Cross syndrome comparison of sleep problems in children with Down syndrome and Williams syndrome

Anna Ashworth, Catherine M. Hill, Annette Karmiloff-Smith, Dagmara Dimitriou

Research output: Contribution to journalArticle

45 Citations (Scopus)

Abstract

Based on previous findings of frequent sleep problems in children with Down syndrome (DS) and Williams syndrome (WS), the present study aimed to expand our knowledge by using parent report and actigraphy to define sleep problems more precisely in these groups. Twenty-two school-aged children with DS, 24 with WS and 52 typically developing (TD) children took part in the study. Each child wore an actiwatch for a minimum of four nights and parents completed the Children's Sleep Habits Questionnaire (CSHQ). Sleep problems were common in both developmental disorders. Children with DS had the greatest sleep disruption, with frequent and longer night wakings as well as restlessness. Parents reported symptoms of sleep-disordered breathing and a range of other problems including grinding teeth, bedtime resistance and sleep anxiety. Children with WS had problems initiating sleep and parents also reported bed-wetting and body pain. Despite these problems, the mean actual sleep time, as measured by actigraphy, did not differ between the three groups. CSHQ reports were in agreement with actigraphy for children's sleep duration, but this was not the case for sleep latency, restlessness and the night wakings variables. Sleep problems in DS and WS are common and appear to be syndrome-specific. Due to the inaccuracy of parent report, it is recommended that children at risk undergo objective measures of sleep assessment.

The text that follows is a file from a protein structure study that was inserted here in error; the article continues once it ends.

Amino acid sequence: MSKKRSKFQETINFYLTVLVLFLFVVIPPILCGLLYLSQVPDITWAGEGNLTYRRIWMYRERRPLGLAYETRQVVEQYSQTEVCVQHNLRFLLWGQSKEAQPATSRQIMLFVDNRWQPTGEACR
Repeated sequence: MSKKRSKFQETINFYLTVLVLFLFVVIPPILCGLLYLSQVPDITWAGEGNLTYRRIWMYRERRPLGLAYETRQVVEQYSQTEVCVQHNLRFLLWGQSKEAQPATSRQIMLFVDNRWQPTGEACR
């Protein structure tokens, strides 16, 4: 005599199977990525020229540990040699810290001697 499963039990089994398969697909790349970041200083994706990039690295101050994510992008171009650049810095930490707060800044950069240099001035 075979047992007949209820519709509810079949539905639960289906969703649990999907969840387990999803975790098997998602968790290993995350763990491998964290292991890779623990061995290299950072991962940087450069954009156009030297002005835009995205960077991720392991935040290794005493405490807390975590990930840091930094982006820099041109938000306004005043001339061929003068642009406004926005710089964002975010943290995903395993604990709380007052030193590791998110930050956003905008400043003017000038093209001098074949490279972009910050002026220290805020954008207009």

Original languageEnglish
Pages (from-to)1572-1580
Number of pages9
JournalResearch in Developmental Disabilities
Volume34
Issue number5
DOIs
Publication statusPublished - May 2013
Externally publishedYes

Keywords

  • Actigraphy
  • Developmental disorders
  • Down syndrome
  • Sleep problems
  • Williams syndrome

ASJC Scopus subject areas

  • Clinical Psychology
  • Developmental and Educational Psychology

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